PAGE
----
I've been a fan of Eric Maisel for quite a few years now. I have a number of his books on creativity, which I think are excellent (and which would serve me far better, no doubt, if I made the effort to put more of his ideas into practice).
I was interested in reading his new book "The Atheists Way" because his publicity material stated that it dealt with the necessity of making personal meaning. The subtitle of the book is "Living Well Without Gods". I found a good deal to think about in this book, which makes it difficult for me to review it adequately - however, I signed up to do so today, so I will do the best I can and perhaps I will have more to say in the future when I have had time to consider his themes more fully.
He certainly covers very well, the struggles that the creative person must go through, to make meaning in their life and to maintain motivation for whatever avenue their creativity might take.
I'm not so sure about some of his other statements. Maisel is, of course, an atheist, otherwise he wouldn't be writing this book. His publicity material says "unlike recent books on atheism, this one doesn't rail against religion..." Perhaps not. It does, however, make it quite clear that he thinks belief in anything supernatural, whether gods, "spirituality", or whatever you may call it, is deluded. His examples of making meaning suggest that he believes that religion leads to selfishness and to anti-humanism - for instance, believers may beat their children to teach them the "right" way to behave, or persecute homosexuals, or amass wealth and anticipate rewards in heaven. Atheists on the other hand,he seems to say, think carefully about ethical dilemmas and make reasoned decisions based on morals and values. He makes statements such as this:
"The simple proof that they (believers) get more depressed than atheists is that beievers comprise the vast majority of Americans; and antidepressants are the most prescribed drugs in America. Who but believers are taking all of those antidepressants?"
Well, I trained as a scientist, and I can't take an argument like that as "proof" at all. Perhaps many of those who claim to be believers really aren't. Perhaps believers and nonbelievers alike get depressed. Perhaps 90% of Americans are believers and are taking 85% of the antidepressants (which would still make the nonbelievers more depressed, even though the believers were taking most of the antidepressants). Without a proper scientific study, we just can't tell.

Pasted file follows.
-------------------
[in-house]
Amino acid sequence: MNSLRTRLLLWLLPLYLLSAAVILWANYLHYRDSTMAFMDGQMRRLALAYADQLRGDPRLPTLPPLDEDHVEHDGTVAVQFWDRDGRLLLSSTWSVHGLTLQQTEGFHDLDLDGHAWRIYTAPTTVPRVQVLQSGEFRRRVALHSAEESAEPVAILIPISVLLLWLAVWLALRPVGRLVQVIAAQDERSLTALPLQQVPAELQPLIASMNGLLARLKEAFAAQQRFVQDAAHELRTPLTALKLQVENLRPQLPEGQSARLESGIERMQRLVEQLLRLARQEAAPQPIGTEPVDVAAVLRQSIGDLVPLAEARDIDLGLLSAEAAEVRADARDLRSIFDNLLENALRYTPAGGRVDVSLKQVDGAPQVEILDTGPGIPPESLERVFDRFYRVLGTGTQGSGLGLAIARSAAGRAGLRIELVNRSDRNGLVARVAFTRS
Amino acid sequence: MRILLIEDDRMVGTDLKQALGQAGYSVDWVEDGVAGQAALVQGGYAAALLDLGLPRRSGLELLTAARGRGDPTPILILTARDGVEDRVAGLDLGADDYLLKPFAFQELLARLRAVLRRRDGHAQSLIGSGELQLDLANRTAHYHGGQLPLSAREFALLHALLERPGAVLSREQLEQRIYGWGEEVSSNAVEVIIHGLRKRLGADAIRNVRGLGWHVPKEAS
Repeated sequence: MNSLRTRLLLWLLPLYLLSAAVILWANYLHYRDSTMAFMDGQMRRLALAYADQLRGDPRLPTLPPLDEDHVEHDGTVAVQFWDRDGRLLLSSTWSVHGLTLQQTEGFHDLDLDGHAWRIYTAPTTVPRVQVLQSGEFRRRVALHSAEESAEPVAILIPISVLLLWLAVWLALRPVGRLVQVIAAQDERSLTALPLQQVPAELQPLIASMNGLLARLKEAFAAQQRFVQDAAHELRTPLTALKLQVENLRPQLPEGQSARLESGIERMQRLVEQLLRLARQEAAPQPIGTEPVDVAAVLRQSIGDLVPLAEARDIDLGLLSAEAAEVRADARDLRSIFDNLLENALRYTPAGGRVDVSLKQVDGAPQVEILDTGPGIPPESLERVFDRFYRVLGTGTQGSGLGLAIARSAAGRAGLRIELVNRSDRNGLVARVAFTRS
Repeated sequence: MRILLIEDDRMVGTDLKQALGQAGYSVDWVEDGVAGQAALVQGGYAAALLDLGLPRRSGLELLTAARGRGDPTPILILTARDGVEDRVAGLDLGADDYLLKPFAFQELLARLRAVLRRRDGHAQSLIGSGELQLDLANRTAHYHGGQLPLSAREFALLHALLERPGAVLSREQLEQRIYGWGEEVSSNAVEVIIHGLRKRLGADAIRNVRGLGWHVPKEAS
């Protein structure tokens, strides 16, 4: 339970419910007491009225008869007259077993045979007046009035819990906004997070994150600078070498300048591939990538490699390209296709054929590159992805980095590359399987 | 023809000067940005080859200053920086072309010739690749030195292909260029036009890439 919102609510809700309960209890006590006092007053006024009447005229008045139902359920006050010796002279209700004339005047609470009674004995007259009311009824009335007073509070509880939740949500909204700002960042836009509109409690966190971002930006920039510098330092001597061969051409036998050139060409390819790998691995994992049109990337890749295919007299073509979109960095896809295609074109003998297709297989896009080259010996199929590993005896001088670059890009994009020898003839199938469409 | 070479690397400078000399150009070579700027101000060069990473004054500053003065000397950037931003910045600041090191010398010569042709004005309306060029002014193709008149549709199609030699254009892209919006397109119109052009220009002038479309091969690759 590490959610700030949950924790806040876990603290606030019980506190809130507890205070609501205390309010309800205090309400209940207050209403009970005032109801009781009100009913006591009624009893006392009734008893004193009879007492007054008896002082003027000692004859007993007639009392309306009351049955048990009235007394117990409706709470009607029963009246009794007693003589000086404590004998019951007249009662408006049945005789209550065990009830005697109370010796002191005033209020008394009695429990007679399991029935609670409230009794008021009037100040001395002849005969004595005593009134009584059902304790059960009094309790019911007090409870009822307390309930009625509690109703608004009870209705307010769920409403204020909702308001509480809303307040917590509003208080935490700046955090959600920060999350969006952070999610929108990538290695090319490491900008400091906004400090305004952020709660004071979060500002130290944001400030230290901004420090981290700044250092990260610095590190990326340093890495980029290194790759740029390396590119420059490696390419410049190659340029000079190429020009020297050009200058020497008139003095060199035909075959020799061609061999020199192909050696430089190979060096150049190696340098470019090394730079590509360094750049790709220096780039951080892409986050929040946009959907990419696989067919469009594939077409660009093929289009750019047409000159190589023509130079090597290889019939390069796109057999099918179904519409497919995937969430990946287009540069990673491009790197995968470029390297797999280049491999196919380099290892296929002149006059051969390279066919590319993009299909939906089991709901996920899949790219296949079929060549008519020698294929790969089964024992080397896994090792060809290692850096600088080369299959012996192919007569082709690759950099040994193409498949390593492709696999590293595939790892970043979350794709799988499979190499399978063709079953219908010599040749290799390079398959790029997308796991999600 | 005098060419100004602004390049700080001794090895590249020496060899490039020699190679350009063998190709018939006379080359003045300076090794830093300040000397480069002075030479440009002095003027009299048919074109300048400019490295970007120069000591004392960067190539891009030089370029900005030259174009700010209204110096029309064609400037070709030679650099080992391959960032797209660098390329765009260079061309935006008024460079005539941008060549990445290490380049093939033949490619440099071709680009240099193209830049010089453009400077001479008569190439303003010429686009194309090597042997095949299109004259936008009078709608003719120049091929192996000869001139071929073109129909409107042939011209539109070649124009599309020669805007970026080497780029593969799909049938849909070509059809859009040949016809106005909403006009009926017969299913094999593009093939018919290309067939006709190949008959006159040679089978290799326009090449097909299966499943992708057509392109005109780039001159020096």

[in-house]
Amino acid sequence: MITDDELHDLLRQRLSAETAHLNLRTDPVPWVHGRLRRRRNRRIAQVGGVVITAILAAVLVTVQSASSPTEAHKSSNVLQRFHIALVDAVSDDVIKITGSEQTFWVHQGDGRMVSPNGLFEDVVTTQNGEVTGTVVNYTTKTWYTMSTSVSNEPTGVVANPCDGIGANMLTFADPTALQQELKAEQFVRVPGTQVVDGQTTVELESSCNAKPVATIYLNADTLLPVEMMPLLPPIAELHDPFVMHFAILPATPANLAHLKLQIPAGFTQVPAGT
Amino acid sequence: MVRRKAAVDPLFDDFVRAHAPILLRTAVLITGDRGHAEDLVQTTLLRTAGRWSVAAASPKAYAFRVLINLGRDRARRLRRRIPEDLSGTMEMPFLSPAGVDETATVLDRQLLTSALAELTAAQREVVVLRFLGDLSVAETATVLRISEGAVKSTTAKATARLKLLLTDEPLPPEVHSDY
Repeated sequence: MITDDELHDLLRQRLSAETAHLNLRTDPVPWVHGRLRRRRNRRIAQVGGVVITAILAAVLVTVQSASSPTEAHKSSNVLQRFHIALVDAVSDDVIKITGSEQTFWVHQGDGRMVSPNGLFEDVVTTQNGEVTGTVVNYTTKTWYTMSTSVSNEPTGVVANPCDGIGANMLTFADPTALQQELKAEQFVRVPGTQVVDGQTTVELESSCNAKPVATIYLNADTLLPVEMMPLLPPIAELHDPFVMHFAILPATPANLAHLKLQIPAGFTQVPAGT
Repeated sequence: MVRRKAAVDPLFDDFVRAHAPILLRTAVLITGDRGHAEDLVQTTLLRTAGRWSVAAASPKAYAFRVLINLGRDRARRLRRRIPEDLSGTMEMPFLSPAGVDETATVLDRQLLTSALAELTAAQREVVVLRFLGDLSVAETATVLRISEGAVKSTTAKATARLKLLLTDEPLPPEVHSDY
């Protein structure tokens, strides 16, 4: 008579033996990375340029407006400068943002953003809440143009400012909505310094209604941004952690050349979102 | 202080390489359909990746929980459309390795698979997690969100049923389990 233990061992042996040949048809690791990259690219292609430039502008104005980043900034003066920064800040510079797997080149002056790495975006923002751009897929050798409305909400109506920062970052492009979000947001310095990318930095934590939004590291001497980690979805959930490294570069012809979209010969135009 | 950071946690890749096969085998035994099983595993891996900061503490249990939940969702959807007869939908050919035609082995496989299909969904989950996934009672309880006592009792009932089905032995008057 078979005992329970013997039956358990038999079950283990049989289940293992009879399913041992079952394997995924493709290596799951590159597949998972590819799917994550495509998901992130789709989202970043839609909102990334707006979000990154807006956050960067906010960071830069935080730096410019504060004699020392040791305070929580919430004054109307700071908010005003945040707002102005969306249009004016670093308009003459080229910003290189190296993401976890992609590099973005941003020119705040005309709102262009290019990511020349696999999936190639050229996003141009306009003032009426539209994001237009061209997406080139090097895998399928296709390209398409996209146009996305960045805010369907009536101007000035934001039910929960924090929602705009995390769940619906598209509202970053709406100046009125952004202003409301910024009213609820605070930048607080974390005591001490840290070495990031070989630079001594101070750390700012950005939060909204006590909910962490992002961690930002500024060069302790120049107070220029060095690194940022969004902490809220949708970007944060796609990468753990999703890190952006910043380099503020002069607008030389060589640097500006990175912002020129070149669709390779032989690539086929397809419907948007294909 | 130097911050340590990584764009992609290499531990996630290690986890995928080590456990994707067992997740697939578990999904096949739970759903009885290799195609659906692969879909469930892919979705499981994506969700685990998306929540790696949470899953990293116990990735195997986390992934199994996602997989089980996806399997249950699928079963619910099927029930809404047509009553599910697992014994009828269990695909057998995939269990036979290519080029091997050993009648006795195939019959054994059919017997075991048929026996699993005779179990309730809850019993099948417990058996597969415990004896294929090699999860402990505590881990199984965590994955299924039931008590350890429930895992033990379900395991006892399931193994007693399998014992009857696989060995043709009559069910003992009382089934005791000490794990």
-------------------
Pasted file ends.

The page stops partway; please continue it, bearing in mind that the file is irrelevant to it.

Personally, I know depressed believers, and I know depressed nonbelievers. Probably I know more depressed nonbelivers than depressed believers, but I don't know enough of either to make sweeping generalisations.
I do attend church, but whether I still believe in God I'm not sure. I know that science can't prove the existence of God, but neither can it disprove it. Just as an ant can't understand the complexity of a human being, there must be things in the universe that are too complex for us ever to understand. I certainly don't believe in the sort of God that Eric Maisel doesn't believe in. If I still believe in God, it is the God who asks his followers to love him "with all your mind" (and heart and soul and strength) which means that blind faith is not an option, and making one's own meaning is demanded of the believer as much as of the atheist, which makes this a valuable book.
Overall I think it is an exhilarating book, and that it is best to set aside the question of whether God exists or not, and set about making meaning in one's life in the way that Maisel discusses, and let belief, or lack of belief, take care of itself.
Eric is a great publicist of his work, and has adopted with enthusiasm the idea of the virtual book tour (One of the wonderful benefits of a virtual book tour is that it doesn't harm the environment).
If you are interested in learning more, there is a calendar at his website with links to other bloggers who are also reviewing the book. Visit the virtual book tour calendar here